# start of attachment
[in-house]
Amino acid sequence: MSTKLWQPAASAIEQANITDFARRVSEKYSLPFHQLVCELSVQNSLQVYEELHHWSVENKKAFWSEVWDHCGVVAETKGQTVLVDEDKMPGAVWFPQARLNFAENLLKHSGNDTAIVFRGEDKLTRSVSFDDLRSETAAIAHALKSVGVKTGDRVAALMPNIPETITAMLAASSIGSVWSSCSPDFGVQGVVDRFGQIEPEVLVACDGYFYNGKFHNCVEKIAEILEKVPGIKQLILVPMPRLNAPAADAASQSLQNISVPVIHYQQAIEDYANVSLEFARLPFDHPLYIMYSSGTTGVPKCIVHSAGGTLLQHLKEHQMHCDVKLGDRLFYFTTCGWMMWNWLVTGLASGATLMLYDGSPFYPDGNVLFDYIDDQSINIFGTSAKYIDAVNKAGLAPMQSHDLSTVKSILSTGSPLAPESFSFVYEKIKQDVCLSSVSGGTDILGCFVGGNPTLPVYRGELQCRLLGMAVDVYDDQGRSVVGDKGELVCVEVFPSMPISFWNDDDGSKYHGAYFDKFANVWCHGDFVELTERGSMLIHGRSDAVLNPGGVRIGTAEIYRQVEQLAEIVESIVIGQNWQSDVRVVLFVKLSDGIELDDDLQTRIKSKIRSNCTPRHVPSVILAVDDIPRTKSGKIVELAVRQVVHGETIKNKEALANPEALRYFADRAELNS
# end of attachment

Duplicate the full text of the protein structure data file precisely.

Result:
[in-house]
Amino acid sequence: MSTKLWQPAASAIEQANITDFARRVSEKYSLPFHQLVCELSVQNSLQVYEELHHWSVENKKAFWSEVWDHCGVVAETKGQTVLVDEDKMPGAVWFPQARLNFAENLLKHSGNDTAIVFRGEDKLTRSVSFDDLRSETAAIAHALKSVGVKTGDRVAALMPNIPETITAMLAASSIGSVWSSCSPDFGVQGVVDRFGQIEPEVLVACDGYFYNGKFHNCVEKIAEILEKVPGIKQLILVPMPRLNAPAADAASQSLQNISVPVIHYQQAIEDYANVSLEFARLPFDHPLYIMYSSGTTGVPKCIVHSAGGTLLQHLKEHQMHCDVKLGDRLFYFTTCGWMMWNWLVTGLASGATLMLYDGSPFYPDGNVLFDYIDDQSINIFGTSAKYIDAVNKAGLAPMQSHDLSTVKSILSTGSPLAPESFSFVYEKIKQDVCLSSVSGGTDILGCFVGGNPTLPVYRGELQCRLLGMAVDVYDDQGRSVVGDKGELVCVEVFPSMPISFWNDDDGSKYHGAYFDKFANVWCHGDFVELTERGSMLIHGRSDAVLNPGGVRIGTAEIYRQVEQLAEIVESIVIGQNWQSDVRVVLFVKLSDGIELDDDLQTRIKSKIRSNCTPRHVPSVILAVDDIPRTKSGKIVELAVRQVVHGETIKNKEALANPEALRYFADRAELNS